At the FIM, an environment for autonomous and learning agents is currently under development. Using this environment a number of sample agents will be developed, which will not only aid the institute in its work (E-Mail automation) but also provide additional services to students (personalization of the Web-server). Additionally the possibilities of agents paying services by carrying money with them will be examined in a more theoretical way, although demonstration agents will be constructed. We will now look at these three areas in more detail:
Entrepreneurs and small companies also have need for customer support, but this can be quite a problem as the example of the FIM shows: A successful shareware program creates approx. 50 e-mails per day. As a consequence the developers spend a considerable part of their work time for support instead of further development. It is therefore a necessity to ease this load by intelligent agents. This starts with simple filters, as are already widely in use, to sort the mails (problems, requests for extension, bugreports...) and continues with replies to usual questions (arising mostly from not reading the help or FAQ) or sending an immediate reply with answers which could match the question. This also decreases the response time, which is important, even if e-mail is an asynchronous medium. Sorting out unimportant mails (e.g. Can I have it for free, because...") has to be handled cautiously, as only few things are worse for a company than ignoring mails from customers, where an answer is expected. So deletion would most probably used only for unsolicited advertisements. Another possibility is to answer questions immediately with a special form, which, when returned, can easily be parsed by an agent increasing the accuracy of the answers, allowing detailed replies. This also allows automatic distribution of e-mail from a central mail-address to the different persons, whom the message concerns.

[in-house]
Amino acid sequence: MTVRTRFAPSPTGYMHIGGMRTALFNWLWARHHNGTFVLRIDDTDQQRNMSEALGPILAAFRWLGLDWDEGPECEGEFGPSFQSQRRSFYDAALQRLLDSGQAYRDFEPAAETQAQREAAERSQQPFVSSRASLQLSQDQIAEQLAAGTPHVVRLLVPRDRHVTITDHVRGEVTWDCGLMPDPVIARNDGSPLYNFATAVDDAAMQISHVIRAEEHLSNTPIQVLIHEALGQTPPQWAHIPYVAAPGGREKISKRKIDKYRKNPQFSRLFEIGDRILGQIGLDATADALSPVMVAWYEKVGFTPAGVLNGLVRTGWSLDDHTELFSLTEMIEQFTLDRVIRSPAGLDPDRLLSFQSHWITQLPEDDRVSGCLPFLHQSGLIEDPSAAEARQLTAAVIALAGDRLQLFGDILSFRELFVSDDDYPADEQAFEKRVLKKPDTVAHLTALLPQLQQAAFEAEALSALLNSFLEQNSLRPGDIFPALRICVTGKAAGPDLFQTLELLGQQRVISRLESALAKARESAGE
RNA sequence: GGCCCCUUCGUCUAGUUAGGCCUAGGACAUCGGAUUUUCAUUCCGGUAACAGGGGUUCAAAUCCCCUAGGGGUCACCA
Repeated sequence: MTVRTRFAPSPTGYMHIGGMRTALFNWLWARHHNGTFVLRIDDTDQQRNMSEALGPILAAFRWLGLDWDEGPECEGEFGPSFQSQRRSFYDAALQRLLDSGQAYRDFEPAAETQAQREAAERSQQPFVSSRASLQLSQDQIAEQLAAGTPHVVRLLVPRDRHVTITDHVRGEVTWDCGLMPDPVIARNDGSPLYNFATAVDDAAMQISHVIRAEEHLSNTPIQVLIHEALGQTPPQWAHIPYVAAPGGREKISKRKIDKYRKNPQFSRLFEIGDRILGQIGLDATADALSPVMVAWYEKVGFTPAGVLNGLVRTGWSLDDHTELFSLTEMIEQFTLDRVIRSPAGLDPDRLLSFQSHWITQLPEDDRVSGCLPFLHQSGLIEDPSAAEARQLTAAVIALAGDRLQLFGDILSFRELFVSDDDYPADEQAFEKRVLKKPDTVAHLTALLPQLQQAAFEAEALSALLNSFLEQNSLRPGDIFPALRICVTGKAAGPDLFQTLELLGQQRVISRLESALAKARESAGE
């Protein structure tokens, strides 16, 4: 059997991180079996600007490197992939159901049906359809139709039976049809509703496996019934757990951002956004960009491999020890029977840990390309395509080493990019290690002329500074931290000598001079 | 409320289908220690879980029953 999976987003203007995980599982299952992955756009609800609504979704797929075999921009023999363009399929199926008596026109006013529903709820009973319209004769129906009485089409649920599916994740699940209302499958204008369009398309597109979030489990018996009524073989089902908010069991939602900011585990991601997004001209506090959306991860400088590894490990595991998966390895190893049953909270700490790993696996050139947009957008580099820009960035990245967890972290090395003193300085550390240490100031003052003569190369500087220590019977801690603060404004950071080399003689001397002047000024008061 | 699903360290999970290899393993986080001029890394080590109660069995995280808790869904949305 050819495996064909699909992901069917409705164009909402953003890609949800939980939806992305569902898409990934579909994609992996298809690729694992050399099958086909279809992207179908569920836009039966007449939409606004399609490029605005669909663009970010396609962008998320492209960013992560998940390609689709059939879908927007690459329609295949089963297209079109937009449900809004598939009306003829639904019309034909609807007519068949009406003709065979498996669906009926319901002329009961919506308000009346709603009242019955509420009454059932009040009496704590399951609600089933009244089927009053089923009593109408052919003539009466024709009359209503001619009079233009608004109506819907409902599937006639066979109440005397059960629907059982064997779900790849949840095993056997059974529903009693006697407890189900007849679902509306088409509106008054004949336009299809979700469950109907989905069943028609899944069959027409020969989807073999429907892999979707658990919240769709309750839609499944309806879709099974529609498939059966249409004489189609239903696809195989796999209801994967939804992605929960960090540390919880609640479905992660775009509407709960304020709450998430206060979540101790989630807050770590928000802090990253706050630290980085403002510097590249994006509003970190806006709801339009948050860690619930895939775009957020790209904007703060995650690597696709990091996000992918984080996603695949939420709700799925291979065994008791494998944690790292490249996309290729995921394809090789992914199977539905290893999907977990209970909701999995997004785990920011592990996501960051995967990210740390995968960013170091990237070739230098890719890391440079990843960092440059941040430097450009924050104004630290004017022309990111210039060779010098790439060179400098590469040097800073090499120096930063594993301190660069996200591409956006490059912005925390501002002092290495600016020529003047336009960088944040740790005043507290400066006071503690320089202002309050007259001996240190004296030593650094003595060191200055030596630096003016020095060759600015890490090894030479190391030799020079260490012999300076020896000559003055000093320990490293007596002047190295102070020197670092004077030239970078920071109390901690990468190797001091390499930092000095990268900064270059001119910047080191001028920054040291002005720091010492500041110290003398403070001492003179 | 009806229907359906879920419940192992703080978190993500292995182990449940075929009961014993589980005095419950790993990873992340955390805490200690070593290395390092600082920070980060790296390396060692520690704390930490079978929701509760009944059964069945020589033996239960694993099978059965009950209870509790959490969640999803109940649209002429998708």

The WWW is a huge pool of resources, but only a very tiny part of it is of interest to a person. To address this problem, it is necessary to tailor a view of the Web to the needs of the user. This can either be done by agents residing at the user side, e. g. aiding them by exploring links from the currently viewed page and recommending links to follow. Another approach involves server-side agents, which remember users when they visit a site and point out topics of special interest (e. g. NewsWatcher). The second version has already been adopted by several content providers but is, at least theoretically, inferior, as it is only a personalization of one site instead of the whole WWW. In addition, this strategy allows collecting valuable information on the users, as identification is necessary, and it is easy to get a usage profile from the pages visited. This latter form will also be used in the FIM project, where active notification will also be included: Students visiting the webpage of the institute will be shown where pages concerning their courses have changed since the last visit and receive periodical e-mails on this if they wish.